Archive for ‘correspondence’



The world is governed more by appearance than reality, and therefore it is fully as necessary to seem to know something, as to know it in reality.

Daniel Webster, letter to Mr. Fuller (1803)


keep on

I keep on making what I can’t do yet in order to learn to be able to do it.

Vincent van Gogh, letter to Theo (1885)



Don’t judge the value of higher education in terms of careermanship. Judge it for what it is – a priceless opportunity to furnish your mind and enrich the quality of your life. My father was a failure in business, but he read Horace in the loo until he died, poor but happy… You have a first-class mind. Stretch it. If you have the opportunity to go to a university, don’t pass it up. You would never forgive yourself.

David Ogilvy, letter to his nephew, Harry (1984)



All happiness depends on courage and work.

Honoré de Balzac, letter to M. Laurent-Jan (1849)



One must regard the hyphen as a blemish to be avoided wherever possible.

Winston Churchill, in a letter to Eddie Marsh (1934)


public opinion

…that great compound of folly, weakness, prejudice, wrong feeling, right feeling, obstinacy, and newspaper paragraphs which is called public opinion.

Robert Peel, letter to John Wilson Croker (1820)


keep it well

Let no vandalism of avarice or neglect, no ravages of time testify to the present or to the coming generations that we have forgotten as a people the cost of a free and undivided republic.

If other eyes grow dull, other hands slack, and other hearts cold in the solemn trust, ours shall keep it well as long as the light and warmth of life remain to us.

Gen. John A. Logan, General Order No. 11; Headquarters, Grand Army of the Republic (1868)



Be clearly aware of the stars and infinity on high. Then life seems almost enchanted after all.

Vincent van Gogh, letter to his brother Theo (1888)


the sword

I shall constantly bear in mind that as the sword was the last resort for the preservation of our liberties, so it ought to be the first thing laid aside when those liberties are firmly established.

George Washington, letter to Congress (1776)



A people unused to restraint must be led, they will not be drove.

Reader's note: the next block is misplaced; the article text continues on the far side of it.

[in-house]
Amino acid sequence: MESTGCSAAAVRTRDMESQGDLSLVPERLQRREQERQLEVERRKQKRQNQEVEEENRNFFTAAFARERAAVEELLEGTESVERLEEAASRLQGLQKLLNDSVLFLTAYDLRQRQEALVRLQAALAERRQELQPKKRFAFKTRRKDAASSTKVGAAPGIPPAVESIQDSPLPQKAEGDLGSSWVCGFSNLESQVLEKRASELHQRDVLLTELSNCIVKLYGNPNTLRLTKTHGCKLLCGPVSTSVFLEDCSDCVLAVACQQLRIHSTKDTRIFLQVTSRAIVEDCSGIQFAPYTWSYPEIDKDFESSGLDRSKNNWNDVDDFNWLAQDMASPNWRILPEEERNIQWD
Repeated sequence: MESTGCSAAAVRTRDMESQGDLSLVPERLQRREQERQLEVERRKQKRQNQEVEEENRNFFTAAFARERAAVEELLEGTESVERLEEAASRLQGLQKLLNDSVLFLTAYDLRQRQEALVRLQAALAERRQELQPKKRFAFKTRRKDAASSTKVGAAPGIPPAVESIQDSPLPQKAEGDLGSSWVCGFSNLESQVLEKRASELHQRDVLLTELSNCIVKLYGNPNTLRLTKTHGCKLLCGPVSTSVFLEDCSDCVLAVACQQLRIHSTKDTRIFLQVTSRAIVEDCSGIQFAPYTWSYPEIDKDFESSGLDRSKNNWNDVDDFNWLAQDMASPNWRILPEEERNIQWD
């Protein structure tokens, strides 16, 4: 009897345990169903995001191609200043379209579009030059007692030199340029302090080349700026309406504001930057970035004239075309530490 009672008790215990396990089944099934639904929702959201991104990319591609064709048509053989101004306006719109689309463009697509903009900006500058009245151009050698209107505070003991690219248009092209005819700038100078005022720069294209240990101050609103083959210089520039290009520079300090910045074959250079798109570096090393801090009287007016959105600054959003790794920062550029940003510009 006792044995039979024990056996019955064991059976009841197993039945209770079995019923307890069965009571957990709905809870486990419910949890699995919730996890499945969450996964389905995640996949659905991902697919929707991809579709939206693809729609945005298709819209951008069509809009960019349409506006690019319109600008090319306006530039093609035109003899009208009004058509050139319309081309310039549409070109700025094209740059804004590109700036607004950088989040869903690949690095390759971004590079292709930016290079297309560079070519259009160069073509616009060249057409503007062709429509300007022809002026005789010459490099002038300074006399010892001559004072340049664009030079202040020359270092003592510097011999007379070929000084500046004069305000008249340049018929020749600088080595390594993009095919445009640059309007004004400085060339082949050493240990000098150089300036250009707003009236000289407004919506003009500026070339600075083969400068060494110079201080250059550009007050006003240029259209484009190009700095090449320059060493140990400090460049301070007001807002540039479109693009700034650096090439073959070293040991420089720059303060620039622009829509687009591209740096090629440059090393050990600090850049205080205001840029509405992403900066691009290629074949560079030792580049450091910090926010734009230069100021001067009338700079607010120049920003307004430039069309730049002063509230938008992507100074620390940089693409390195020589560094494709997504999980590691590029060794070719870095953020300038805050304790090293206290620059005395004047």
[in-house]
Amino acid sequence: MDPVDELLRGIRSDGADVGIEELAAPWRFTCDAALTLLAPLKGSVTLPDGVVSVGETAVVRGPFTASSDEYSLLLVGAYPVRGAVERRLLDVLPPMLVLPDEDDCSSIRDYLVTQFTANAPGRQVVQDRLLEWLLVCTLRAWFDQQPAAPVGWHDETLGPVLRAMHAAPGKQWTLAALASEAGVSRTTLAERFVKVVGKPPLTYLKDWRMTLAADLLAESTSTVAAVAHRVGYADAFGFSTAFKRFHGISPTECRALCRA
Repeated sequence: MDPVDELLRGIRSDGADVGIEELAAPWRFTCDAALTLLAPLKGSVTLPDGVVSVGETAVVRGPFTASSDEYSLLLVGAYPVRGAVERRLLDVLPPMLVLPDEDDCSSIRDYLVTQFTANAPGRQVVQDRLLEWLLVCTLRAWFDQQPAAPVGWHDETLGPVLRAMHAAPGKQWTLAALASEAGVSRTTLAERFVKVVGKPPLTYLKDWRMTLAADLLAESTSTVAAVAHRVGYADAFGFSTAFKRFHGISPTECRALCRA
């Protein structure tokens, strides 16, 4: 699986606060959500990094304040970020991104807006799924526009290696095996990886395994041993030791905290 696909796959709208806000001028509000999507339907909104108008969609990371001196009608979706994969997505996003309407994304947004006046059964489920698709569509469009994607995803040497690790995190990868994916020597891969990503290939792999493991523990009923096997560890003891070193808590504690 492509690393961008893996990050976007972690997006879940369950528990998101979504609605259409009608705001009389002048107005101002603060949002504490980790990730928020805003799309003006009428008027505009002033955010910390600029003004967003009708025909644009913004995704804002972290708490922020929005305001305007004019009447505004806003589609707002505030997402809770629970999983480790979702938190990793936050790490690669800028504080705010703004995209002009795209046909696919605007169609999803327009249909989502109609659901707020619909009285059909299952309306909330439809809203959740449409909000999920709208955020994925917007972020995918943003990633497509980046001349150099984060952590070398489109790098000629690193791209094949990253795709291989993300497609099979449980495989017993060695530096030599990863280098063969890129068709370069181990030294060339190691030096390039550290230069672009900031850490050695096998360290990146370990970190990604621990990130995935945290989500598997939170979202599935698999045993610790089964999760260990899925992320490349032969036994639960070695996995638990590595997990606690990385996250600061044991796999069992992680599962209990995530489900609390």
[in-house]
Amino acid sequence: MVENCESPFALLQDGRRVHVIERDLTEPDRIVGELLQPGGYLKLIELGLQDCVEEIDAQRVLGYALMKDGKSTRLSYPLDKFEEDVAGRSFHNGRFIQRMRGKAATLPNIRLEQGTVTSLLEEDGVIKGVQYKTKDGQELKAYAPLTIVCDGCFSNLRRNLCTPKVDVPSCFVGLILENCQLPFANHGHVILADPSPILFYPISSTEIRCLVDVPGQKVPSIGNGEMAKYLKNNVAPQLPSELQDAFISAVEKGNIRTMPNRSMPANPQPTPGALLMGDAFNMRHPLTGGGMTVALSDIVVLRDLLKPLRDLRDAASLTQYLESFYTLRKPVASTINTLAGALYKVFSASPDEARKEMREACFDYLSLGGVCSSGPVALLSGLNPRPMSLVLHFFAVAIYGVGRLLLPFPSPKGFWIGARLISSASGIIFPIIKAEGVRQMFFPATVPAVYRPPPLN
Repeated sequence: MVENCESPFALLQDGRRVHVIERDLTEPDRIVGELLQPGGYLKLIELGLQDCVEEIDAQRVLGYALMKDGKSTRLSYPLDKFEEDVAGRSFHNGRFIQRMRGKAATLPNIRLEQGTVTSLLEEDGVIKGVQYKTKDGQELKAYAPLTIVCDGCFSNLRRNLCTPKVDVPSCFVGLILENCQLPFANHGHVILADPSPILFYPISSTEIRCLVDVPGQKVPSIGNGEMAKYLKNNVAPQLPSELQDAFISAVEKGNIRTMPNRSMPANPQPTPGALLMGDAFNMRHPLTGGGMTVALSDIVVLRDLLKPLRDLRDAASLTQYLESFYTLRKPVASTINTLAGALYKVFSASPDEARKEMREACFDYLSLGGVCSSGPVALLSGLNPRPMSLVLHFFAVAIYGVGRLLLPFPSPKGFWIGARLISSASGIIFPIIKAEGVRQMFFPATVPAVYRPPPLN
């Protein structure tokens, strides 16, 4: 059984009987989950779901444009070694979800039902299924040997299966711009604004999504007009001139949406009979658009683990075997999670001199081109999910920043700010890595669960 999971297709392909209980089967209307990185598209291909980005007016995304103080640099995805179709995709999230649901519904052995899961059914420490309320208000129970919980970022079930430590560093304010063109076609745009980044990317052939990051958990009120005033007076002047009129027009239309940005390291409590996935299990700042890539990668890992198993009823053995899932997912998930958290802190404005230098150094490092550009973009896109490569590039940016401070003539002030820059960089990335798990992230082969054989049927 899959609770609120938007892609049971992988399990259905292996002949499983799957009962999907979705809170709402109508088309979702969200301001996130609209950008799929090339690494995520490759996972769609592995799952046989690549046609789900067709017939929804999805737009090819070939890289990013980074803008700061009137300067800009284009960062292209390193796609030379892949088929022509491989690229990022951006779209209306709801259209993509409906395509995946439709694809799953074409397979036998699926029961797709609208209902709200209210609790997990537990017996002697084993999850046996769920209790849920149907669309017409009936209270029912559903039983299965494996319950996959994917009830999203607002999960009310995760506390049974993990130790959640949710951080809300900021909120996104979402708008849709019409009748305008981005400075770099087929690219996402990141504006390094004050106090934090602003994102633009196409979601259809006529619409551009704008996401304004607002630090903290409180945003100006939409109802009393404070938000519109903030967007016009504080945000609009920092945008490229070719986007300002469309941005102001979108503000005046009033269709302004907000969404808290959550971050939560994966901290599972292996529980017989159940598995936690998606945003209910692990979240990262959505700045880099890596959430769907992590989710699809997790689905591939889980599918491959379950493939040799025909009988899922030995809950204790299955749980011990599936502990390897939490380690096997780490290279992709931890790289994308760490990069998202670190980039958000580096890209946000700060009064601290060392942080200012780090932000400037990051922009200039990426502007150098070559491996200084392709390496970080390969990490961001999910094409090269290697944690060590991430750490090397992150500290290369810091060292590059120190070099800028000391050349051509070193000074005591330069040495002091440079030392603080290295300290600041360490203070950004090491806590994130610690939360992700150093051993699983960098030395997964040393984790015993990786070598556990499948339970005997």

George Washington, in a letter, quoted in David McCullough’s 1776. (1776)



From one casual of mine he picked this sentence. ‘After dinner, the men moved into the living room.’ I explained to the professor that this was Ross’s way of giving the men time to push back their chairs and stand up. There must, as we know, be a comma after every move, made by men, on this earth.

James Thurber, memo to The New Yorker (1959);

Note: This is a variant of a similar quote Thurber used in The Years with Ross (1957). Harold Ross was the editor of The New Yorker at the time and well-known for his overuse of commas.


particular care

If particular care and attention is not paid to the ladies we are determined to foment a rebellion, and will not hold ourselves bound by any laws in which we have no voice or representation.

Abigail Adams, letter to John Adams (1776)



I cannot desert a man…who has deserted everything to defend his country, and whose chief misfortune, among ten thousand others, is that a large part of it wants spirit to defend itself.

Colonel William Tudor, referring to George Washington in letter to his wife (1776)


some lucky chance

I agree with you that it is in vain to ruminate upon, or even reflect upon the authors of our present misfortune. We should rather exert ourselves, and look forward with hopes, that some lucky chance may yet turn up in our favor.

George Washington, in a letter to Robert Morris just before the Delaware crossing (1776)

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